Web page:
BlogIndustry Trends & Innovation

Accent Coach ESL: Love to Hear You Speak!

Veronica Adamson, Director at Accent Coach ESL
Veronica Adamson, Director at Accent Coach ESL

Anyone who has studied a second language understands how challenging it can be to master spoken sounds in other languages. Even after a person has become fluent, they may have a pronounced accent that requires the listener to strain to understand what is being said.

“If something has to be repeated more than twice, it is likely that the listener is no longer engaged, and the vital human connection that is part of all fluid conversation has been broken,” said Veronica Adamson, Director at Accent Coach ESL, who works with professionals at multinational companies to improve English pronunciation and reduce accents for improved communication.

“The mission of Accent Coach ESL is to have yourself and others ‘love to hear you speak’,” Adamson said. “When we enjoy the sound of someone’s voice, we comprehend what they’re saying and are able to share confidently on topics of mutual interest. We connect! An accent coach is a connection coach, and our medium is speech.”

Clients gain more than just better English pronunciation, experiencing increased cultural awareness and greater confidence overall. This expression of personal power and effectiveness facilitates improved cross-cultural collaboration and performance in the workplace.

While international migration has increased greatly in the last 30 years, especially in the San Francisco Bay Area, the need for an accent coach is becoming more and more common in today’s globalized world.

“Many people from China, Russia, India, Latin America and Europe have found great success coming to the rich job market of Silicon Valley. It’s a region of great opportunity, and my goal is to make sure that these opportunities are maximized for everyone, regardless of their country of origin,” said Adamson.

Educated in mechanical and civil engineering, Adamson’s path to becoming an accent coach was not obvious.

“Throughout my life and education, music was always a large influence,” Adamson said. “During an engineering internship in Berlin I discovered that my love of vocal music helped in mastering the sounds, tones and rhythms used by the German speakers around me. Though I had studied German for only six months before heading to Berlin from Stanford, I found that I was easily understood and included in the lives of my German friends and co-workers. I was delighted to be accepted and share in their rich culture through the bridge of language.”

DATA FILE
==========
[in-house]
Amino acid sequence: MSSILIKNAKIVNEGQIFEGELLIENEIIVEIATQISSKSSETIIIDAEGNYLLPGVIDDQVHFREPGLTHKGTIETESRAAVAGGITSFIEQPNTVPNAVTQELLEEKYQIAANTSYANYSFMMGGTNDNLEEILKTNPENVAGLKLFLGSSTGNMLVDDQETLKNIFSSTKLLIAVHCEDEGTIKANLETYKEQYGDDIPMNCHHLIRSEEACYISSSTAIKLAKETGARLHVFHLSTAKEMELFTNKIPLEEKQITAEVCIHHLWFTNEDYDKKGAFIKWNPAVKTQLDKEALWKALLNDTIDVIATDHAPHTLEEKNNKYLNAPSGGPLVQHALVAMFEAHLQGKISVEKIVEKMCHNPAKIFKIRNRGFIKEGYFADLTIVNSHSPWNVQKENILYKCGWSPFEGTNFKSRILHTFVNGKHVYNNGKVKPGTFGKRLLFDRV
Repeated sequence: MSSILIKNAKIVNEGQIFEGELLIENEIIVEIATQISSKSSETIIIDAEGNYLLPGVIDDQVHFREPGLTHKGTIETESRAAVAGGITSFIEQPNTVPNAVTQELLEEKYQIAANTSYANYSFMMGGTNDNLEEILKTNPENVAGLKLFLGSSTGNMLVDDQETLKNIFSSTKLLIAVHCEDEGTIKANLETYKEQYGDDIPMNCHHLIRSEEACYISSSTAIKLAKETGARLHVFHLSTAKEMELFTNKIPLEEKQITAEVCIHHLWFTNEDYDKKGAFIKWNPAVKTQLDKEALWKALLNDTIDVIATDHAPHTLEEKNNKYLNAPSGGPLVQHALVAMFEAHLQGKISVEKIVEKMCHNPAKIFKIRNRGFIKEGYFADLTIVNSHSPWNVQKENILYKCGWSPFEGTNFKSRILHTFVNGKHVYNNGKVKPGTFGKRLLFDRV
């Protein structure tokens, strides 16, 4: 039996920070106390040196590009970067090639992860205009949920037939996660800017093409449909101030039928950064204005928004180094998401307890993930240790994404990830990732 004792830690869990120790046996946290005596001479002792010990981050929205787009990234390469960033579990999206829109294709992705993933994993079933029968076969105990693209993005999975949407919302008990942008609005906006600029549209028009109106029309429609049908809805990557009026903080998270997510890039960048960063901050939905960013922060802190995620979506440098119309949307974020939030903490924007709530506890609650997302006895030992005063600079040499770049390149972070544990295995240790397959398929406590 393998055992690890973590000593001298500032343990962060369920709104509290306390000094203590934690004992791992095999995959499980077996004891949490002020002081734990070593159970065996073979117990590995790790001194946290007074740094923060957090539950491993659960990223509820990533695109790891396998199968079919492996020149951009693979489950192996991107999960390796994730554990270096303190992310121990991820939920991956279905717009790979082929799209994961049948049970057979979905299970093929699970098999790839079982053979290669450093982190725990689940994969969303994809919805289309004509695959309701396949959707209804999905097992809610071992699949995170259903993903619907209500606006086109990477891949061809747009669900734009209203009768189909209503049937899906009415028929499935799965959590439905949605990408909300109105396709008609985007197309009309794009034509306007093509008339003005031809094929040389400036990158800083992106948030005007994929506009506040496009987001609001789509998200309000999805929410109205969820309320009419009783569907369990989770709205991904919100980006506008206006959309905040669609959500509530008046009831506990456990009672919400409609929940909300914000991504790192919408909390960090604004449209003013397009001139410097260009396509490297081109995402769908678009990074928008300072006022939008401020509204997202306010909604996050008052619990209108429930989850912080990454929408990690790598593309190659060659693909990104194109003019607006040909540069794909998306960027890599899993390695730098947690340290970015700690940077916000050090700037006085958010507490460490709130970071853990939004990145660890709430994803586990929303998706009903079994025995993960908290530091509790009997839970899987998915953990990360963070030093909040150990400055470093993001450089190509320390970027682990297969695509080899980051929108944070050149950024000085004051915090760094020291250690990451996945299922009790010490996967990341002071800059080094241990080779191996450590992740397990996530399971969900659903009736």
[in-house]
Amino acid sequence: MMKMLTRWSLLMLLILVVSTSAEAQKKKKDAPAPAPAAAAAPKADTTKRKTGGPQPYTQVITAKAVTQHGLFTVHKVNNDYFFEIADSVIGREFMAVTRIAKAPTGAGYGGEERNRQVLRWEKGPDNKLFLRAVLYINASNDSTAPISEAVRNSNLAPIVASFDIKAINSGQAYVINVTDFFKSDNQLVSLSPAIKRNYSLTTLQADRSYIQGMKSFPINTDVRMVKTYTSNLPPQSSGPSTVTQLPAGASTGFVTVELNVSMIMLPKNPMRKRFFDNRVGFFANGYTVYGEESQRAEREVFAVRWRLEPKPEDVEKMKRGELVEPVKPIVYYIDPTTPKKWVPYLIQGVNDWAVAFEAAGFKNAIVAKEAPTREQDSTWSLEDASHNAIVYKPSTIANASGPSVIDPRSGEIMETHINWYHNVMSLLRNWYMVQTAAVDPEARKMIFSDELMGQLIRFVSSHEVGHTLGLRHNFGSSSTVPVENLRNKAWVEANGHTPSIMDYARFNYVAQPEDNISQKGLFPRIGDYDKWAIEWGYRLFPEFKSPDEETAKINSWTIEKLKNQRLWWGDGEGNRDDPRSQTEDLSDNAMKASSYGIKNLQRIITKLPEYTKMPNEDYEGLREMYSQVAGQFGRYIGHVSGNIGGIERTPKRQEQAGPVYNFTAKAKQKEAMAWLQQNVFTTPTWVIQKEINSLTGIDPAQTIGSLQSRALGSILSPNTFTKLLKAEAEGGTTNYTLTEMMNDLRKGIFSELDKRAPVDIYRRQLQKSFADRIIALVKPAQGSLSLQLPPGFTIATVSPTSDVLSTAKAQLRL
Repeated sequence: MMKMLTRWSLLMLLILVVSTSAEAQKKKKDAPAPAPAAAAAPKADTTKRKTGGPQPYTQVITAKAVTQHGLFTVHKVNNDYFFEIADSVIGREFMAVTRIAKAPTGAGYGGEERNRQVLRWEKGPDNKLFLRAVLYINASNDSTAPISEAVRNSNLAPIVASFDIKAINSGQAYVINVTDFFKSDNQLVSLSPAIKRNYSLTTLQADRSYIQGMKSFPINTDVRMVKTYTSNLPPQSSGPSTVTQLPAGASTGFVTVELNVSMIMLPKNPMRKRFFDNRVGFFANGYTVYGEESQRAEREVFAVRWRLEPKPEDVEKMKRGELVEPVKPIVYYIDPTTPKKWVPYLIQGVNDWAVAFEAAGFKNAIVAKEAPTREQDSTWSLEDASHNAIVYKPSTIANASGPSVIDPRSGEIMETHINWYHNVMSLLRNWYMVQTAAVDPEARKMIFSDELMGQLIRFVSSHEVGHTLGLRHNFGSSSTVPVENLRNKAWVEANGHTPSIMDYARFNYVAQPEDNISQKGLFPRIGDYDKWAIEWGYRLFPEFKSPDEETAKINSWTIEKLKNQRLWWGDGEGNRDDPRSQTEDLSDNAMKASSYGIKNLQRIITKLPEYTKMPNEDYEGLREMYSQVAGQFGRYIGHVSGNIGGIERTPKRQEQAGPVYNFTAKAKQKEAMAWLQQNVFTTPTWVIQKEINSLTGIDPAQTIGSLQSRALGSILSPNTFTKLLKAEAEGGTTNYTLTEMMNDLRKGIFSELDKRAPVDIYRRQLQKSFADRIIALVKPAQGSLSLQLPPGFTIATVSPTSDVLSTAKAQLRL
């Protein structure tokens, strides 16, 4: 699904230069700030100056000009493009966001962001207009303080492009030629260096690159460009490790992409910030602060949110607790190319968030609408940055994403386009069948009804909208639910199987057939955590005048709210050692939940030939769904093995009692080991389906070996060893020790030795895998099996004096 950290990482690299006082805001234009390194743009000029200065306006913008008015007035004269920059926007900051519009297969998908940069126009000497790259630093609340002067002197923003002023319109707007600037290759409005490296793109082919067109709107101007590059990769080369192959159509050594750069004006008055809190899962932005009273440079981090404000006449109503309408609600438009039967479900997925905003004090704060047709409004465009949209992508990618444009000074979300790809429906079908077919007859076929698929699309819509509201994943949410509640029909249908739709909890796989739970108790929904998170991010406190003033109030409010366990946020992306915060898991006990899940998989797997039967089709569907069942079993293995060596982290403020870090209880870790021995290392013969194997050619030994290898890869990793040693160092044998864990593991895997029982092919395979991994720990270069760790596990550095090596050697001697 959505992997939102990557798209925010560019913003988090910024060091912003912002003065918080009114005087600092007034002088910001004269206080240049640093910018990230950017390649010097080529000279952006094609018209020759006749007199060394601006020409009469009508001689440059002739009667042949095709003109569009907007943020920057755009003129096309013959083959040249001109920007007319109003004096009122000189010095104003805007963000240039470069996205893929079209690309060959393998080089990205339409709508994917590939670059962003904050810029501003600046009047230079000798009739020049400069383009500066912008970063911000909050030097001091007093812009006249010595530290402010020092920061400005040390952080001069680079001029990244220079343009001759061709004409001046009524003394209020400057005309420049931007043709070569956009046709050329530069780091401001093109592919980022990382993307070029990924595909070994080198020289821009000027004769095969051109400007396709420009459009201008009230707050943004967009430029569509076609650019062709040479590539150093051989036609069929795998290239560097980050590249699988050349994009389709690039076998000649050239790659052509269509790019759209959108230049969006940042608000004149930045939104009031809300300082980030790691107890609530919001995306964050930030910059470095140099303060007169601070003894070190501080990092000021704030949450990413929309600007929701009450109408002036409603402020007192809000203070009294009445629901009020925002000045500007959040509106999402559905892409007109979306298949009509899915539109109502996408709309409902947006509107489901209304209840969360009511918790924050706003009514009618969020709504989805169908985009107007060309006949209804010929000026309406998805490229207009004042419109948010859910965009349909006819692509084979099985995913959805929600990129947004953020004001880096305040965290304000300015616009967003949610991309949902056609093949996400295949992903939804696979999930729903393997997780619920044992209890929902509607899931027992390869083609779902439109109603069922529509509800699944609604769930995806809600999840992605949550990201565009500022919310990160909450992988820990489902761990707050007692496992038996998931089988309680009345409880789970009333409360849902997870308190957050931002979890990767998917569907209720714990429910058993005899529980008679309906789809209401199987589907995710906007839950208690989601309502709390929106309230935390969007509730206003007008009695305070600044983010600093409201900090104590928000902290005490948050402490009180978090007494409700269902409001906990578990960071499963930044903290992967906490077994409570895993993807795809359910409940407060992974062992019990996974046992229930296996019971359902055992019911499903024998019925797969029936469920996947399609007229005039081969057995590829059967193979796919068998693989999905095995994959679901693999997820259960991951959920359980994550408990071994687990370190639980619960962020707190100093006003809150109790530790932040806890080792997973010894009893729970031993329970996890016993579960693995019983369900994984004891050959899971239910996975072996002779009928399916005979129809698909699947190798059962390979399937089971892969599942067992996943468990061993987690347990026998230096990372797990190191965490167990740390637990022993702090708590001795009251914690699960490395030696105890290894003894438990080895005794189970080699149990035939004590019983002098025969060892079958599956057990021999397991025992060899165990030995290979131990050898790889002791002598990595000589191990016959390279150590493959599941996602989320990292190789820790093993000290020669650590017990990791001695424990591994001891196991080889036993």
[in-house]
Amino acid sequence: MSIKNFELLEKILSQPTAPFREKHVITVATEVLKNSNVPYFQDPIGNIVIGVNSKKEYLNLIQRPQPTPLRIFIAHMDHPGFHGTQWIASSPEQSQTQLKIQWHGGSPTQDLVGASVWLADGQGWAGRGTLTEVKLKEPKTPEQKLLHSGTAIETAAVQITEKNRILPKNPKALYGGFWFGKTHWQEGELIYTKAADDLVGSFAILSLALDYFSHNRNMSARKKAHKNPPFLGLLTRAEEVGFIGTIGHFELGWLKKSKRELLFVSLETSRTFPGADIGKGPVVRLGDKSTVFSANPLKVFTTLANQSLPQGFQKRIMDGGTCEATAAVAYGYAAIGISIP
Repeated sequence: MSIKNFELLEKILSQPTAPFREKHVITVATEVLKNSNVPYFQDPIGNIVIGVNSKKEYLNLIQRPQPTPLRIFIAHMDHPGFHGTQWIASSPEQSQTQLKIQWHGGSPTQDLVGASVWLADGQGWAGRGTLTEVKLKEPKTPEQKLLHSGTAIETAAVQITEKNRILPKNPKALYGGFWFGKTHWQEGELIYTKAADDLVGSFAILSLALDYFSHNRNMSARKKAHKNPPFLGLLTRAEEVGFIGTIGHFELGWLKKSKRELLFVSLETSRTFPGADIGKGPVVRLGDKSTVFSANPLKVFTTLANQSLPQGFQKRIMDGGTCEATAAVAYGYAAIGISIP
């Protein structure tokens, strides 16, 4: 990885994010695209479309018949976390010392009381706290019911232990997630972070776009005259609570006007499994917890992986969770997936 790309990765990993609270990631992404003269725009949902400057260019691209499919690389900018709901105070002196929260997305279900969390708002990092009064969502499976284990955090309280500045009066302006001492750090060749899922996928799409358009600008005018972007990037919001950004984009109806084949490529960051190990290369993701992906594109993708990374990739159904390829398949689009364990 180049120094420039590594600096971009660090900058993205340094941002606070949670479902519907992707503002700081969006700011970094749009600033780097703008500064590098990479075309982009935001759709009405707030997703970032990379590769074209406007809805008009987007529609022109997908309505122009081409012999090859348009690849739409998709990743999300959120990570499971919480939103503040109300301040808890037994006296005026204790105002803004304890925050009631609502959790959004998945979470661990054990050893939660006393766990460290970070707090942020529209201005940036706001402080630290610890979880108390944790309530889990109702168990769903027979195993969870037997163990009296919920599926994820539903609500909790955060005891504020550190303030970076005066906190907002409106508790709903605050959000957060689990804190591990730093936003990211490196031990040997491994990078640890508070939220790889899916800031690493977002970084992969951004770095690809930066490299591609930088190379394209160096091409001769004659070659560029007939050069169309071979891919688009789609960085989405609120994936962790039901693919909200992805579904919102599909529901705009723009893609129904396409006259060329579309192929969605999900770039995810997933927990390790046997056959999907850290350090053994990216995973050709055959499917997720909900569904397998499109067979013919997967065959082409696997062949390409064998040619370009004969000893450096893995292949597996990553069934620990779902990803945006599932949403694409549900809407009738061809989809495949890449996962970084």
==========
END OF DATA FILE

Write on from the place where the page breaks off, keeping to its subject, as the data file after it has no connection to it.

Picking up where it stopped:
Accent Coach ESL strives to achieve early and enduring conformance to a standard accent regardless of the client’s native language. This is achieved by helping clients develop a new mindset and understanding about the purpose of speech. Learning is customized, focused on the client’s specific industry, and provides documented results through quantitative progress metrics and a measurable ROI.

When hiring an accent coach, Adamson stresses that it is critical that the goals of the instructor match those of the student.

“Most of my clients possess higher degrees, Master’s and PhDs,” Adamson said. “Their intelligence has already been proven many times over. My focus is not to make them earn an additional degree in phonetic alphabet or the theory of language and translation. Rather, my goal is to help them achieve the best and most dramatic results quickly. In this way, my students master the sounds, tones and rhythms of speech within the first two to three weeks of working with me.”

Adamson cannot help but be proud when she hears how Accent Coach ESL has changed the lives of her clients.

“Two of my clients received significant promotions with larger international responsibility. Both stated that the progress made during our accent coaching sessions made a major difference in personal performance and confidence when speaking English,” Adamson said. “Another client received feedback from a colleague that she had made ‘surprisingly good improvement’ in speaking English ‘in a short amount of time’. This same person also reported a greater sense of confidence when sharing complex ideas in English.”

Adamson stresses that strong localization groups benefit from the talents of individuals with diverse language backgrounds.

“I often tell my friends in localization that I help humans to localize! In order for a localization team to work well together, there must be a common language through which information is shared,” Adamson said. “When we speak in a way that is familiar to the listener, we’re able to communicate and connect.”

“I do not like this line of work, I love, L-O-V-E this work,” Adamson said. “If you have ever taught someone to ride a bike, or to fish, or to drive a car – any learned skill – you know the joy and satisfaction that comes from seeing your student progress and excel. The work that I do dramatically improves career paths and companies. It allows someone who may have been marginalized to a lower management or technical role to take their rightful place in an upper management position, if they so desire. This greatly impacts the individual and the companies they serve since the ability to promote from within is one of the greatest strengths of any global company.”

See Adamson in this short teaching session shown on local TV in Palo Alto, CA. It gives an idea of how dramatic change can be made quickly, all while having a great time!